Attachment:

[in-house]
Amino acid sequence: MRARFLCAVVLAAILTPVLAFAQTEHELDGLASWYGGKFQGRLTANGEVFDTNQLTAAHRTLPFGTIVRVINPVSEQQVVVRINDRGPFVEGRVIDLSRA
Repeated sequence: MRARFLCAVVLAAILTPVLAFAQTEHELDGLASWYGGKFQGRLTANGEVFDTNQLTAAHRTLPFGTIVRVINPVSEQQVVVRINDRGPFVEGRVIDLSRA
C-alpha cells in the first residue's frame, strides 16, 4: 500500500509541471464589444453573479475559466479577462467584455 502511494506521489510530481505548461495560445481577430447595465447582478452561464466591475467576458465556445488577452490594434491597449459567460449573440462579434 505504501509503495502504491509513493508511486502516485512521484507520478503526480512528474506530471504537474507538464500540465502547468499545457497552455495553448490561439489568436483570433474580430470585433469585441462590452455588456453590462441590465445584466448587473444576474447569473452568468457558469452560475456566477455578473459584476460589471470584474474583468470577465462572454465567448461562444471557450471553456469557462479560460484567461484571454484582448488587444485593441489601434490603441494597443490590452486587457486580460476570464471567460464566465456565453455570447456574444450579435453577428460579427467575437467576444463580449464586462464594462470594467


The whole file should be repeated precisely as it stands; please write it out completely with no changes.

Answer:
[in-house]
Amino acid sequence: MRARFLCAVVLAAILTPVLAFAQTEHELDGLASWYGGKFQGRLTANGEVFDTNQLTAAHRTLPFGTIVRVINPVSEQQVVVRINDRGPFVEGRVIDLSRA
Repeated sequence: MRARFLCAVVLAAILTPVLAFAQTEHELDGLASWYGGKFQGRLTANGEVFDTNQLTAAHRTLPFGTIVRVINPVSEQQVVVRINDRGPFVEGRVIDLSRA
C-alpha cells in the first residue's frame, strides 16, 4: 500500500509541471464589444453573479475559466479577462467584455 502511494506521489510530481505548461495560445481577430447595465447582478452561464466591475467576458465556445488577452490594434491597449459567460449573440462579434 505504501509503495502504491509513493508511486502516485512521484507520478503526480512528474506530471504537474507538464500540465502547468499545457497552455495553448490561439489568436483570433474580430470585433469585441462590452455588456453590462441590465445584466448587473444576474447569473452568468457558469452560475456566477455578473459584476460589471470584474474583468470577465462572454465567448461562444471557450471553456469557462479560460484567461484571454484582448488587444485593441489601434490603441494597443490590452486587457486580460476570464471567460464566465456565453455570447456574444450579435453577428460579427467575437467576444463580449464586462464594462470594467